About this artwork
Daguerreotypes—brilliant photographs on metal plates—memorialized families with the first widely affordable images. The technology was especially popular in the 1840s and 1850s, an era of higher mortality rates. Daguerreotypists employed the slogan “Secure the shadow, ere the substance fade” to encourage sitters to visit the photographer’s studio before it was too late. This is one of a rare group of five images that tracks a single family over several years, including a period of mourning. Most of the images focus of the family’s patriarch, Charles Coit, including a photographic portrait, a painted portrait based on that photograph, a daguerreotype copy of that painting, and finally, a daguerreotype of the entire family posing with the painting—as a substitute for the father in a group portrait—made after his untimely death. These family photographs thus invite meditation on mortality and the function of representation. Can a painting stand in for a person? Can a photograph?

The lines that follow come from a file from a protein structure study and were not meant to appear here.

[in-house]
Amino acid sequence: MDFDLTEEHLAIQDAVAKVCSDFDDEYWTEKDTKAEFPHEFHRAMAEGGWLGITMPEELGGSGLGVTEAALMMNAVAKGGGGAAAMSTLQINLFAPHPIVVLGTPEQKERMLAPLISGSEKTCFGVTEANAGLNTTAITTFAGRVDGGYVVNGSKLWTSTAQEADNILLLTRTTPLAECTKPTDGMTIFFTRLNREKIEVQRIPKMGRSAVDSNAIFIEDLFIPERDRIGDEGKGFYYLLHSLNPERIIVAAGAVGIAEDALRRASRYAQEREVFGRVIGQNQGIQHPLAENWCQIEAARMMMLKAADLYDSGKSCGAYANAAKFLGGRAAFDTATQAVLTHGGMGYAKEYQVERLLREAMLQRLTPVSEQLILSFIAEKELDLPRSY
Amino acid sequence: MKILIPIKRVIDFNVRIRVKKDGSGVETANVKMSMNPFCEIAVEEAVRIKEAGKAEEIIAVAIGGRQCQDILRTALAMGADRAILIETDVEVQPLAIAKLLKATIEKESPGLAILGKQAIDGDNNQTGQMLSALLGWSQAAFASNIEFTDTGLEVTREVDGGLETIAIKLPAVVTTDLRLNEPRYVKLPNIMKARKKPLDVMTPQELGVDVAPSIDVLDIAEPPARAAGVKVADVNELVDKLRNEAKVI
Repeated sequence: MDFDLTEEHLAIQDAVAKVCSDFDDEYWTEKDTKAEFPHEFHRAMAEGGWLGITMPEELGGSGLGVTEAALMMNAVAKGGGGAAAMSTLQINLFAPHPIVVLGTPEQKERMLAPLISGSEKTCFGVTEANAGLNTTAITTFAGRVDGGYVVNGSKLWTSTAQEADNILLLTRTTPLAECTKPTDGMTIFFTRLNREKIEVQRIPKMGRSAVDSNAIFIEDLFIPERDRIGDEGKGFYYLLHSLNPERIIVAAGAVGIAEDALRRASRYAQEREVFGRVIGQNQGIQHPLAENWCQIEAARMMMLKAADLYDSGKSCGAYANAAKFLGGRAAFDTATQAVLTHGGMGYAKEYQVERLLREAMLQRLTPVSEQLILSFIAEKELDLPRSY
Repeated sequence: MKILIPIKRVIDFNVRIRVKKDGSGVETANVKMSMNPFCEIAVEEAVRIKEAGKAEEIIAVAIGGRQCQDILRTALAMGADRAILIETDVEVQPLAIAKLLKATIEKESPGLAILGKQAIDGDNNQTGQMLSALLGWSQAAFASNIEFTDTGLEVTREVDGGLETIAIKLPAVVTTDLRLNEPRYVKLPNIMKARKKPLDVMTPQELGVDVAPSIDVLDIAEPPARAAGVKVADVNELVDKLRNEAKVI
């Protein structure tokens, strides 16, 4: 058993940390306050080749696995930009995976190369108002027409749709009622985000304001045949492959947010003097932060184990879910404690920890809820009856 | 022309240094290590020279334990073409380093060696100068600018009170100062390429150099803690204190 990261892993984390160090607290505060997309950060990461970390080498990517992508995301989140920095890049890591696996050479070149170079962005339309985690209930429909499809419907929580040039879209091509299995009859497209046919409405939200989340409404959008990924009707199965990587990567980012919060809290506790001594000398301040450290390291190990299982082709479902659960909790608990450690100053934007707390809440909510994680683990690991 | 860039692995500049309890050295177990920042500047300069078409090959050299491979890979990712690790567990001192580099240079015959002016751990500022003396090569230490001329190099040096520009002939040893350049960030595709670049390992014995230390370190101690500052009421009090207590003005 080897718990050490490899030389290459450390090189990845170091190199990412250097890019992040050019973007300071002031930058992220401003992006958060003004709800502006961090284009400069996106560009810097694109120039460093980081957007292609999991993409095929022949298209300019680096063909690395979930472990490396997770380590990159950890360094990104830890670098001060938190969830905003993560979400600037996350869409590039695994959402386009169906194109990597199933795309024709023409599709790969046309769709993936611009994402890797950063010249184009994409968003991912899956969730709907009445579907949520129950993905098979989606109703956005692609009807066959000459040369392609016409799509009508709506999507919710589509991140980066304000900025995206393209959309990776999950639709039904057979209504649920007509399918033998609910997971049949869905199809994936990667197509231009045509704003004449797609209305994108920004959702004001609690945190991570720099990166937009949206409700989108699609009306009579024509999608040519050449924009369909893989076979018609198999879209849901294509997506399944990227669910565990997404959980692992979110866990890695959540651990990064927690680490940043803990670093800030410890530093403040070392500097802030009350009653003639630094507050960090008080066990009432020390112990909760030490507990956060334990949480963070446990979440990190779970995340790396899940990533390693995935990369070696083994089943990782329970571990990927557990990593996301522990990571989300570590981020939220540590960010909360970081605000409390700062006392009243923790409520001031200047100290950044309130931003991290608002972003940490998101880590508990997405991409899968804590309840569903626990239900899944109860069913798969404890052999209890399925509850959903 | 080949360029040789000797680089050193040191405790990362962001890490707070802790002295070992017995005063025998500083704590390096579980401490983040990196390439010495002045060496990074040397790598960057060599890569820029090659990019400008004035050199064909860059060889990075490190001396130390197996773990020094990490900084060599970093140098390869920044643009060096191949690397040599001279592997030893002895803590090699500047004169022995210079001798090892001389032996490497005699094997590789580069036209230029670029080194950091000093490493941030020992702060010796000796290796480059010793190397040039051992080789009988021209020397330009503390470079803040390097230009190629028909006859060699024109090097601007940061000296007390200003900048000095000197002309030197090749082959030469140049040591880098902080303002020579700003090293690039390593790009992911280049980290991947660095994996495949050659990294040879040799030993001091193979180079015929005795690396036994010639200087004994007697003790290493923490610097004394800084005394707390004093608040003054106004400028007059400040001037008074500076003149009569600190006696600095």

This is a daguerreotype of a painting. Charles Coit sat for his photograph (2019.457) sometime before his death in 1855. That daguerreotype was used to make a large-scale oil painting, which was then copied here, probably after his death. (Note how the painter smoothed out some of his wrinkles and imparted a sheen to his hair.)
- Untitled (Painted Portrait of Charles Coit)
- United States
- Made 1855–1856
- 8 × 6.8 cm (3 1/4 × 2 3/4 in., plate); 9.4 × 16.2 × 1 cm (open case); 9.4 × 8.1 × 2 cm (case)
- The W. Bruce and Delaney H. Lundberg Collection, restricted gift of The Phillip Leonian and Edith Rosenbaum Leonian Charitable Trust